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OT-Maybe_ tensioning a cable

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  • OT-Maybe_ tensioning a cable

    I have a maple tree that has several trunks that extend from a single base trunk. The way the tree is situated, one of the trunks lean toward our house. I want to cable all of the "trunks" together, so if a t-storm should create enough turbulence I don't want the close section splitting off toward the house.

    I want to cable the whole thing together, wrap a cable around all the trunks, so if one goes, they all go. To my fortune, the biggest/heaviest leans away from the house.

    So if I loop a cable in the order of a 3/8" around them all, how can I grab the cable al pull slack out of it before cable clamping it together? With fencing wire, I simply grab the wire with vise grips, and I have one that I welded a section of steel pipe on the nut, and use a come-along to pull tension before nailing it off. But grabbing a stranded cable with vise-grips would smash it and maybe loose some integrity.

    I could put a loop in each end and use a turnbuckle, and hope I can get enough slack out before the turnbuckle runs out of thread. Just lapping each over each other and pulling slack with a come-along seems easier. But how would I grab the cable?

  • #2
    I'm no arborist but I've seen what happens when something like a cable or hard wire is tensioned against a growing tree. Over the course of surprisingly few years the cable cuts in and the tree grows around it. And good luck with making any adjustments after that happens. If you go with this route it will require some significant pressure spreading pads that can only curve in the one direction. Something like bands of heavy conveyor belting.

    What about simply pruning the tree so the major side trunk threatening the house is removed? And at the same time cut back the outer growth of the other trunks/limbs so when the tree recovers and grows back in from the prune it is still reasonably shapely.

    Chilliwack BC, Canada

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    • #3
      No papers as an arborist, but have been trimming trees a long time. BC is correct, the cable will be huried in a short time, maybe as soon as a year or two, depending on growth ring thickness and cable size.

      You want padding, PLUS a piece of steel to spread the force. Even then it probably will be grown around in time, depending on where the tree is in its lifetime.

      As for trimming, with a split tree, or a tree having multiple trunks, cutting one back may have "interesting" results. The tree will be unbalanced, possibly vulnerable to uprooting f the wind is in the direction to push over the heavy or larger side.

      I like the even trimming idea. Problem is, it sounds as if that would almost have to amount to "topping", which damages the tree, makes it more dangerous later, and looks ugly for quite a while. I hate "topping" with a passion.

      Trees in bad places do sometimes need to be cut down. No idea here. Maybe a couple pics from angles showing the situation?
      2730

      Keep eye on ball.
      Hashim Khan

      Everything not impossible is compulsory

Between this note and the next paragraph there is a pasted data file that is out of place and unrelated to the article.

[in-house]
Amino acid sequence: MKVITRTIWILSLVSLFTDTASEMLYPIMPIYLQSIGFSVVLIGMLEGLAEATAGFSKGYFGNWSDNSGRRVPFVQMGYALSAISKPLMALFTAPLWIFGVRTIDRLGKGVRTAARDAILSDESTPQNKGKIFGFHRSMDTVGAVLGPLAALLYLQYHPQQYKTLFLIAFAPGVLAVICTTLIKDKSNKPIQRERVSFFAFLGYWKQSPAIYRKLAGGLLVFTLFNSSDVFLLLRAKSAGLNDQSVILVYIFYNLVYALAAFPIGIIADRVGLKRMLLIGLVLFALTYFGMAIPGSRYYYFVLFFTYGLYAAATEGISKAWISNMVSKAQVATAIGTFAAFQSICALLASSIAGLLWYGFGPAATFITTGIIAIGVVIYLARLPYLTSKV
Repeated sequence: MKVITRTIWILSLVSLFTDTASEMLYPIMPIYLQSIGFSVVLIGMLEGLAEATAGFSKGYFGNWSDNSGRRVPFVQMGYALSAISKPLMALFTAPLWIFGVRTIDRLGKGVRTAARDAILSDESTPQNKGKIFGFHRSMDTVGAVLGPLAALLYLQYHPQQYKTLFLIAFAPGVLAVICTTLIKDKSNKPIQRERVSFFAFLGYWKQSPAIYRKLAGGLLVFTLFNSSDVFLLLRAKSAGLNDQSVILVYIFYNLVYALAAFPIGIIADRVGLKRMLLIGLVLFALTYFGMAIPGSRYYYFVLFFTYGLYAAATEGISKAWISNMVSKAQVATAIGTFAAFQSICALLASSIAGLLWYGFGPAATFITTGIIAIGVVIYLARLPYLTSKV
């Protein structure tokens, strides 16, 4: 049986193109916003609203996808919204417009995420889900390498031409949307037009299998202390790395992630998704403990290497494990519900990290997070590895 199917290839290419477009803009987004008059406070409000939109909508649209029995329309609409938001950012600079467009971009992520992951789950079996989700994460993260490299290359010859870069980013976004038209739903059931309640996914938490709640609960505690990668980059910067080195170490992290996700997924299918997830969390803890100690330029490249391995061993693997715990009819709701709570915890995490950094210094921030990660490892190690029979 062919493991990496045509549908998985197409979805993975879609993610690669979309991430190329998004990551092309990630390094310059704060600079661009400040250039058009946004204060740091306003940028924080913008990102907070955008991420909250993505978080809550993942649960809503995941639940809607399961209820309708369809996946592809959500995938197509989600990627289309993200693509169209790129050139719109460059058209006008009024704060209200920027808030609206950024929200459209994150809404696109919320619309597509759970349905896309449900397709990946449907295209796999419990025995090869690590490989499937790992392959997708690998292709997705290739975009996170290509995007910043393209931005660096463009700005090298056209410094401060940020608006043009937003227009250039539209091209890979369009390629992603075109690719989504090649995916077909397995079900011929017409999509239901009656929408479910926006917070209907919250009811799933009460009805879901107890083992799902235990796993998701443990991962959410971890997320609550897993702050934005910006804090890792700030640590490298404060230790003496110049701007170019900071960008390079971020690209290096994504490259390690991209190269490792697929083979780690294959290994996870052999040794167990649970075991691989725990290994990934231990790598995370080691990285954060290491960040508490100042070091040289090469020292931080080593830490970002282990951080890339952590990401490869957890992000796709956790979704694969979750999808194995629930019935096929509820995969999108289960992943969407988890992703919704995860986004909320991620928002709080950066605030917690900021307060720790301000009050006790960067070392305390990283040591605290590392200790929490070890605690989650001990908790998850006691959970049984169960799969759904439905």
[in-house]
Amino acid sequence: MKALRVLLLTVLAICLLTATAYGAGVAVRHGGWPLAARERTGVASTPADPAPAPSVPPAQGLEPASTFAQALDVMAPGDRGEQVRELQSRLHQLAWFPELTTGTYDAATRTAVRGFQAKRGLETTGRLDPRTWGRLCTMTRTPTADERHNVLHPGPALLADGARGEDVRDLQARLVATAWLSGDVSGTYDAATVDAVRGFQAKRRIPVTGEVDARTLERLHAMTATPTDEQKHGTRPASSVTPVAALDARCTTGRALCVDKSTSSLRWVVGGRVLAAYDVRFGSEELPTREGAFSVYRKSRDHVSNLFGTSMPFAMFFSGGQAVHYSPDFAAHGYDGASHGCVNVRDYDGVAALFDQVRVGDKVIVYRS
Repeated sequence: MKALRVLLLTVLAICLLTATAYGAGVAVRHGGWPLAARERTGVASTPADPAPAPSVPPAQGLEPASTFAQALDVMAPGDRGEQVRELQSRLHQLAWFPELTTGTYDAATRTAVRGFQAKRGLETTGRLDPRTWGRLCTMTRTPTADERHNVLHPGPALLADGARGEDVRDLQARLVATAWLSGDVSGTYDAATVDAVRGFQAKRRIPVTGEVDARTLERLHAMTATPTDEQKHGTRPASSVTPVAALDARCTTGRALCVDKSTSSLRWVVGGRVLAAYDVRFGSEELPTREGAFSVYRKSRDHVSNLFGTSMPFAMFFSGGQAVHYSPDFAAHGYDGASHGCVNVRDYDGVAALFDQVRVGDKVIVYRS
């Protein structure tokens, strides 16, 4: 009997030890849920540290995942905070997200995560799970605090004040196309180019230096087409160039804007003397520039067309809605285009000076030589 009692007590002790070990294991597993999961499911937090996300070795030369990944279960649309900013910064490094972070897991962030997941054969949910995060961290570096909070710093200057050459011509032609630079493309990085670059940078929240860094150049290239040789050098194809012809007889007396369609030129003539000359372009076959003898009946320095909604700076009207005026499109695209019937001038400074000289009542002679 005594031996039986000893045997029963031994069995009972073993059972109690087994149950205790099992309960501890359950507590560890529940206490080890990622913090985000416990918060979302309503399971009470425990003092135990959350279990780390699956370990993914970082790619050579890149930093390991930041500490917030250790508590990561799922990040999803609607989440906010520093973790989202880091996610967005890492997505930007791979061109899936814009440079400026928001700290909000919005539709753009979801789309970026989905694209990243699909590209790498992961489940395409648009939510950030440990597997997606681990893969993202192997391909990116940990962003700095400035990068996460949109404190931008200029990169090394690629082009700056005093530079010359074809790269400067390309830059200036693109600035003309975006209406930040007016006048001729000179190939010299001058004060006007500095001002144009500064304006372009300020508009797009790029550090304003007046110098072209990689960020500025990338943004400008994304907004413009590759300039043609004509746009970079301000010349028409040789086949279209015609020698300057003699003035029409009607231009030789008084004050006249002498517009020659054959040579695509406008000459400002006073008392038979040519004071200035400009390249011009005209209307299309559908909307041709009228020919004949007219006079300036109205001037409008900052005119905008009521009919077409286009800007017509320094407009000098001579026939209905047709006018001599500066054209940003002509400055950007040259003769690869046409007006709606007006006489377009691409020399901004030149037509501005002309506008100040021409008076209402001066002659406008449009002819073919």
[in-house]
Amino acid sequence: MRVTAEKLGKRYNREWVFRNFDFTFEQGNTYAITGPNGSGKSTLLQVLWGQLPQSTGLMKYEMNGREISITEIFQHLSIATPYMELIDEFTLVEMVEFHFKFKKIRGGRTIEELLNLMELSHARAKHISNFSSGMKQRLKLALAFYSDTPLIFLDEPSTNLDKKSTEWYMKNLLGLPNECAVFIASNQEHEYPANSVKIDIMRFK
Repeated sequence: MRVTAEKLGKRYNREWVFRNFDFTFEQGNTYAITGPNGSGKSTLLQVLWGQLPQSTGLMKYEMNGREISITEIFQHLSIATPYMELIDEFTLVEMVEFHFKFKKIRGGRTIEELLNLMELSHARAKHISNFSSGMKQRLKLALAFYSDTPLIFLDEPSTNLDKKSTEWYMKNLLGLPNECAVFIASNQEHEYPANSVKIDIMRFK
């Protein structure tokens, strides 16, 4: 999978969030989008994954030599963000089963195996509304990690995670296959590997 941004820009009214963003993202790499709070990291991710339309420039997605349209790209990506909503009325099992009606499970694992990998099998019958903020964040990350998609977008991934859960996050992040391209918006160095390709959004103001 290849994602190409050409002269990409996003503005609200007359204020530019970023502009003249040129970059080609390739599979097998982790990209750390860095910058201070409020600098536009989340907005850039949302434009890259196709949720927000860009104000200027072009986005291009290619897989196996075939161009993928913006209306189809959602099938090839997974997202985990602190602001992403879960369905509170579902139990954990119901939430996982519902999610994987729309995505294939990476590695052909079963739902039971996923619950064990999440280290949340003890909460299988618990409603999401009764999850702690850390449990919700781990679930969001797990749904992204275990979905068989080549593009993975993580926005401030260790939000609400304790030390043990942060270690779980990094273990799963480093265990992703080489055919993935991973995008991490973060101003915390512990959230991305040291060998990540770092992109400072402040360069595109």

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      • #4
        Use a 2" wide cargo strap that has it's own ratchet built in.

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        • #5
          A wire around the trunk will "girdle" it. Until the tree grows around it, the cable will be cutting off the circulation where it is against the trunk. Bad!

          What you really want/need to do is have bolts to attach the cables to. Through bolts if the trunks aren't too big, even then all-thread would be better than lag bolts. Lag bolts would be hard to size, for gripping strength. I'm sure that Google will tell you all you need to know about "cabling trees", YouTube, too.

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          • #6
            Used eye bolts that go thru the limbs with a large washer on the back side then the nut. Then, cable the eyelets together. DO NOT put cable around the limbs! The tree will choke it self as the limbs grow larger in diameter.

            Maples are notorious for included bark and they split where they have multi stems. A Silver Maple is the number 2 hazard tree that falls and kills people.
            Last edited by Tungsten dipper; 06-21-2021, 09:29 PM.

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            • #7
              That growing around a wire thing is a lot worse than even what has been said above. I had a tree in my front lawn that died and had to be removed. When the tree crew tried to cut the stump down to ground level, they struck concrete. Tore up two or three chain saw chains. The concrete looks like a fence post. It seems to be vertical and has reinforcement steel inside it. It is about four inches round or square. And it was completely INSIDE that tree for the past 20 years or more. No external clue that it was there.

              Trees will grow around almost anything.
              Paul A.
              SE Texas

              And if you look REAL close at an analog signal,
              You will find that it has discrete steps.

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              • #8
                Originally posted by deltap View Post
                Use a 2" wide cargo strap that has it's own ratchet built in.
                That came to my mind as well.

                -D
                DZER

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                • #9
                  Originally posted by deltap View Post
                  Use a 2" wide cargo strap that has it's own ratchet built in.
                  A season in the sun, and that cargo strap will be as useful as crepe paper ribbons.

                  Comment


                  • #10
                    Cabling directly is bad. If you pad the cable and keep it from growing in (move it before the tree grows around it) it generally does nothing too bad. It does not have to be a problem, but a plain piece of cable, providing support full time, will be. With some padding, and something to spread the force out, lessissue.

                    It makes a difference how much force is on it, also. if it is really holding up the trunk, that's one thing and you may have to bolt. If it is a "worry" issue, where it is really to take up wind forces, without doing actual full time major support, as it seems here, then it is fine to cable with a loop, and probably a lot less damaging (if you pad it). Smaller trees are cabled to keep them upright all the time, with loops. Padding is always used to keep from rubbing the bark.. The OP was talking about "getting the slack out" of the cable, not about winching up the trunk.